Posted by on Aug 28, 2020 in Cyclists to Know, Gravel Grind, Ride Report | No Comments

We call it the “Riga Ride” because that’s what Bill and Lisa call it, but Riga is merely the first climb of the day.  Starting just across the street from La Bonne’s market in Salisbury, CT this quintessential New England mixed terrain ride packs so much into 43 miles, that in my head I remember it as a metric.  This time out, I brought two newcomers to the route, Josh on 32’s and Rachel on 28’s.  They were excited to see what all the fuss was about.

Josh’s Royal H Nighthawk which he runs Rene Herse Stampede Pass 32mm tires on, tubeless, and has tackled everything from single track to the hard pack of NW Connecticut. This bike does it all and so does Josh. The modern man on the modern road bike.

With the forecast calling for high 80’s, we put tires on the ground at 8:30 and were sweating by the time the road turned to dirt.  I don’t know what percentage of the ride is dirt, maybe half, more important is the consistency of that dirt, which is absolutely primo.  In my scientific analysis, these roads set big fat road tires free and the result is a ride of pure, unadulterated fun.  The Riga climb is stepped, and never too steep, and eventually hits a ridge which makes for a long stretch of baby rollers and a long decent on perfect, mostly hard packed dirt.  The trail head to hike Mount Frissell is on this road, which features Connecticut’s highest point, but it’d be tough to switch to hiking with riding this good.

The descent is long, and never too steep, so it lasts and lasts.  On our way we saw a momma bear with her baby, countless snakes, all about two feet long and as thick as a Sharpie, black and brown, any guesses?  Maybe a ribbon snake?  No pictures, too scared.  

The best views of the loop come at the summit of Mt. Everett, the second note worthy climb, that ends with a comically steep, half mile ascent on the loosest terrain of the day.  If you put a foot down, you’re screwed because getting started again is next to impossible.  We all put feet down.  This section was a real test for traction, and we all flunked.  Maybe with another shot…

Josh and Rachel drinking in the view of the Taconics from atop Everett.
I brought my Royal H All Roads bike with 38mm tires, but Josh inspired me to try the NightHawk next time for research. Of note, that frame bag can carry so many PB&J’s. Also of note, we’re a Chris King retailer! You can have beautiful orange hubs too, or almost any other color as well.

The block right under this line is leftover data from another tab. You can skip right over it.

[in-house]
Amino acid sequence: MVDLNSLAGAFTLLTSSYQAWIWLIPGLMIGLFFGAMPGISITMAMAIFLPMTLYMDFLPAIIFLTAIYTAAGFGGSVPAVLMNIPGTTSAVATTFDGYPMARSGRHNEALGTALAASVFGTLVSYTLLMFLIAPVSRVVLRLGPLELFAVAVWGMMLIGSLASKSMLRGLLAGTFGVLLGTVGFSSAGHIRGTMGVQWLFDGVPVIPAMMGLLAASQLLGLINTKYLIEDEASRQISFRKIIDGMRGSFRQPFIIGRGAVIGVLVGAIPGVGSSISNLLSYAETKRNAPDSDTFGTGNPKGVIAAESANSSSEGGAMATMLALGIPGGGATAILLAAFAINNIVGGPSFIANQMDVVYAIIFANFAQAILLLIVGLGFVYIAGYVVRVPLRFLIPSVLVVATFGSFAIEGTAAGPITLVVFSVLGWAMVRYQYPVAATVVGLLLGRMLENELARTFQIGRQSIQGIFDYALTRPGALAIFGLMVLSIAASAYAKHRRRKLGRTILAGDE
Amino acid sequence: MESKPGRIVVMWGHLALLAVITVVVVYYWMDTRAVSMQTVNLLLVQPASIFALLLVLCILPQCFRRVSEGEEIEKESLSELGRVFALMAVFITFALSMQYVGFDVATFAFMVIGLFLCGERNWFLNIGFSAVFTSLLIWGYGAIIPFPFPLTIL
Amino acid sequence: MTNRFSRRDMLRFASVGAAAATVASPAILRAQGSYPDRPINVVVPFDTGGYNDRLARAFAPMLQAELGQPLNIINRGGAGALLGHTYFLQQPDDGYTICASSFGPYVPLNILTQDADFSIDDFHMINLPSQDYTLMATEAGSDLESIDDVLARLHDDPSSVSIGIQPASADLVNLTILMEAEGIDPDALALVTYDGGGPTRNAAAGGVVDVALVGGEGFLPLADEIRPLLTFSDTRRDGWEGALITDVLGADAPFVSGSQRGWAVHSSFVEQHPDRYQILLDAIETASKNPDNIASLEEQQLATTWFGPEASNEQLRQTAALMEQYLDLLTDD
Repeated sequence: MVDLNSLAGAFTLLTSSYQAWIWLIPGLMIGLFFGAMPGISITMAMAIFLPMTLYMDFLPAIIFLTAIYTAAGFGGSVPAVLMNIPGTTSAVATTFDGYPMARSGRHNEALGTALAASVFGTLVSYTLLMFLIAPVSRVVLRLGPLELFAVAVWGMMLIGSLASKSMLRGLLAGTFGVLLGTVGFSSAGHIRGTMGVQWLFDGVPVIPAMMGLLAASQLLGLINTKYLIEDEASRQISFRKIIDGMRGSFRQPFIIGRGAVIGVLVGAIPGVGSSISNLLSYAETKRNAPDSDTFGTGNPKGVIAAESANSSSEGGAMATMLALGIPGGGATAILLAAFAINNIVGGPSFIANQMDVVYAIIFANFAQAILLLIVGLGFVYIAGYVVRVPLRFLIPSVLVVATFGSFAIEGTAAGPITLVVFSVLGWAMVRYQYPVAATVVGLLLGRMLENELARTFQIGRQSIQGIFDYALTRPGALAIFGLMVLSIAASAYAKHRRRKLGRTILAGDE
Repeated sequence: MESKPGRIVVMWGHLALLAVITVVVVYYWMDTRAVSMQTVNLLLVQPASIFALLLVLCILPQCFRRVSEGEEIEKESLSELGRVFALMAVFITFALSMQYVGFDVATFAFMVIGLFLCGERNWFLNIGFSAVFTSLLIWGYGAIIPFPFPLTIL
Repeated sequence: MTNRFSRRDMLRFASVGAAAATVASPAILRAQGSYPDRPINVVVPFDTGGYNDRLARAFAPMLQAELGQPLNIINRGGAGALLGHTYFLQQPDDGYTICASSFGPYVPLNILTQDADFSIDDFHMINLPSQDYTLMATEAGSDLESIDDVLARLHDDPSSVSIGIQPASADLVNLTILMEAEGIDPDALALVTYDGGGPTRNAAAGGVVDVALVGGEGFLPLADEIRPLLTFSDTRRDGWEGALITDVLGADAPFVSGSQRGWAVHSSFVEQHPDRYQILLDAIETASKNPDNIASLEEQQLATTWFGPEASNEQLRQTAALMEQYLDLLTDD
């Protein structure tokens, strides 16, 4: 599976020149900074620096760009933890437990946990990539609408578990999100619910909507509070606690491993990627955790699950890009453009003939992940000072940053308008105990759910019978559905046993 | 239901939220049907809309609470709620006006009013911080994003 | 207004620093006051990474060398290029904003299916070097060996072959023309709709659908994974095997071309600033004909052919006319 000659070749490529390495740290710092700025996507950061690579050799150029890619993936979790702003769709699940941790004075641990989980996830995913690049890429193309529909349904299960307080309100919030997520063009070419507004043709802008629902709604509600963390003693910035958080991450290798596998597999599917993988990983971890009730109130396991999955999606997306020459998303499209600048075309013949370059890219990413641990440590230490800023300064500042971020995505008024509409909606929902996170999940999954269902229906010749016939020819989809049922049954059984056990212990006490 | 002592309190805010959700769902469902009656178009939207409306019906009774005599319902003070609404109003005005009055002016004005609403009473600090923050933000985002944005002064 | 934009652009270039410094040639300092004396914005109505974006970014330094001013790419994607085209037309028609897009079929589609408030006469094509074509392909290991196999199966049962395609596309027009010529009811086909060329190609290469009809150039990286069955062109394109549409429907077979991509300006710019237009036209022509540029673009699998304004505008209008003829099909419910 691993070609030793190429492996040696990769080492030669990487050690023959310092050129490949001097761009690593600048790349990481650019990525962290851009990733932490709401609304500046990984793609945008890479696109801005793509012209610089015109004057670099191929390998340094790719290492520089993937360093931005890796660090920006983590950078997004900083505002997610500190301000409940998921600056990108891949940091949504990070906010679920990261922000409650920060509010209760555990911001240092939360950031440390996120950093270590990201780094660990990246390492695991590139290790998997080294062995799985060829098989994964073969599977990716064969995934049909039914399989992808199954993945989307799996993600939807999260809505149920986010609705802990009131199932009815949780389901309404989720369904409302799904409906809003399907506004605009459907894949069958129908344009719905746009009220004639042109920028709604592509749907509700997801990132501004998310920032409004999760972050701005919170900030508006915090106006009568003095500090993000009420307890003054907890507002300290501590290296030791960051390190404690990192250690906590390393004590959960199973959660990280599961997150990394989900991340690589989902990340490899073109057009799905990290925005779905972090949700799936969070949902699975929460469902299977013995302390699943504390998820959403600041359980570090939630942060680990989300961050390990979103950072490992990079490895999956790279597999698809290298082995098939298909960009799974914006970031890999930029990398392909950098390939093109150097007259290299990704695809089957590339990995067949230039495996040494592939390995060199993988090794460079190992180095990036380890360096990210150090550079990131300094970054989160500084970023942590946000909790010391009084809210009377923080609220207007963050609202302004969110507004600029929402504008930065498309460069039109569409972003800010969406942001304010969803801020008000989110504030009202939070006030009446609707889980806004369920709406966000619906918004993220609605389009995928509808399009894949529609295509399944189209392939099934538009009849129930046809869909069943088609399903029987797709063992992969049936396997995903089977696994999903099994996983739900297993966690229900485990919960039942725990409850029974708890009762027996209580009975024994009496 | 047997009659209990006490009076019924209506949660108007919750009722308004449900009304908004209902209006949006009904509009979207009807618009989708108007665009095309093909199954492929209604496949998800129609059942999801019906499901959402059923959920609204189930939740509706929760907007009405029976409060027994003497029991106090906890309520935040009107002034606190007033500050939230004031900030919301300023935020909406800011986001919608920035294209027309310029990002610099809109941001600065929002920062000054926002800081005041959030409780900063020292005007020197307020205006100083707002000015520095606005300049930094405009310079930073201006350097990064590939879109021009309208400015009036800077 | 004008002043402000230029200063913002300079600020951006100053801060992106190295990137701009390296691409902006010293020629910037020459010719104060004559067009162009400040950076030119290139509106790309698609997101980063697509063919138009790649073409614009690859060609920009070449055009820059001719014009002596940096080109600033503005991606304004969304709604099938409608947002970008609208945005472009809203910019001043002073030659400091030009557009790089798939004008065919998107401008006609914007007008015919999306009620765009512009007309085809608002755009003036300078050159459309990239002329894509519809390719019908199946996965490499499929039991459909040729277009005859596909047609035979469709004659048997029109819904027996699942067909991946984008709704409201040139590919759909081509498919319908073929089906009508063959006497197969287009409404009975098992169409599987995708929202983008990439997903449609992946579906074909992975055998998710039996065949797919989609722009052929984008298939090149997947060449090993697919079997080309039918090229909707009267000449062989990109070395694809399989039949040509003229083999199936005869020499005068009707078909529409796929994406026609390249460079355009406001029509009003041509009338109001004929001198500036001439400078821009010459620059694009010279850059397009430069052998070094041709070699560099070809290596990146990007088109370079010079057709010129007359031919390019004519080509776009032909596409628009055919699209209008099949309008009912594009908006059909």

Atop we ate sandwiches and dripped with sweat alongside more wildlife.  I don’t know my frogs at all, but Google tells me it could be a Pickerel frog, I wonder if they have teeth like the fish.

Pickerel Frog? Leopard Frog? You’re alright. You’re alright, mate.

After lunch the ride changes dramatically.  Down, down, down to Bash Bish, NY by way of steep, s bend, asphalt curves.  Weightlessness!  We ripped down that hill.  So fun. 

Depot Deli, home to ice cold Cokes, water, and peanut butter cups.

At the bottom we refilled our bottles snacked, and mentally prepared for the last and hardest climb, Sunset Rock in Copake, NY.  Oof.  The heat, the grade, that hill is no joke.  Even though it’s exhausting, the ensuing downhill makes you forget about your misery in no time.  It feels like it lasts forever with several big drops that’ll have you white knuckling the bars.

The last several miles are relatively tame in terms of elevation, and pass by beautiful homes, farms, and rivers.

Typical view and reaction from riders on the Riga ride.

Josh and Rachel crushed the ride, and I suspect will add it to the increasingly long list of rides worth repeating.  I now firmly believe this ride calls for somewhere between 32mm – 40mm tires, Rachel is a monster for completing it on 28’s and proved it by attacking the Salisbury town line just a mile from the finish.  Beast.

Moments before the already legendary move.

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